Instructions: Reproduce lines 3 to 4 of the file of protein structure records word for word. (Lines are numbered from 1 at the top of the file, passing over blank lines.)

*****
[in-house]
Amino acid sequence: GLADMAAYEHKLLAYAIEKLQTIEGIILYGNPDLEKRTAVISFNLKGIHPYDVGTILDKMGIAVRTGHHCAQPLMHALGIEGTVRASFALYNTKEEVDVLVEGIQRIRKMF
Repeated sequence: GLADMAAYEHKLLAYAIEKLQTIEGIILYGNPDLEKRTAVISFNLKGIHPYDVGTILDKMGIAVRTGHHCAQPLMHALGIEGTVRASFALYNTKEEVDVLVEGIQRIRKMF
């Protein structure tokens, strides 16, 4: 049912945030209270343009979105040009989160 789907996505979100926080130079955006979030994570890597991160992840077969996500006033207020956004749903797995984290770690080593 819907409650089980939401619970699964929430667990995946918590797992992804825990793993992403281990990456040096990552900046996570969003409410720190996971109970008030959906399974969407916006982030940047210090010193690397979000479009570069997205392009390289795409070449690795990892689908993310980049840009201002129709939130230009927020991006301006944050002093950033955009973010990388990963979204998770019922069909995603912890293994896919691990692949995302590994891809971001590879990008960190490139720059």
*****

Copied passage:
Repeated sequence: GLADMAAYEHKLLAYAIEKLQTIEGIILYGNPDLEKRTAVISFNLKGIHPYDVGTILDKMGIAVRTGHHCAQPLMHALGIEGTVRASFALYNTKEEVDVLVEGIQRIRKMF
């Protein structure tokens, strides 16, 4: 049912945030209270343009979105040009989160 789907996505979100926080130079955006979030994570890597991160992840077969996500006033207020956004749903797995984290770690080593 819907409650089980939401619970699964929430667990995946918590797992992804825990793993992403281990990456040096990552900046996570969003409410720190996971109970008030959906399974969407916006982030940047210090010193690397979000479009570069997205392009390289795409070449690795990892689908993310980049840009201002129709939130230009927020991006301006944050002093950033955009973010990388990963979204998770019922069909995603912890293994896919691990692949995302590994891809971001590879990008960190490139720059």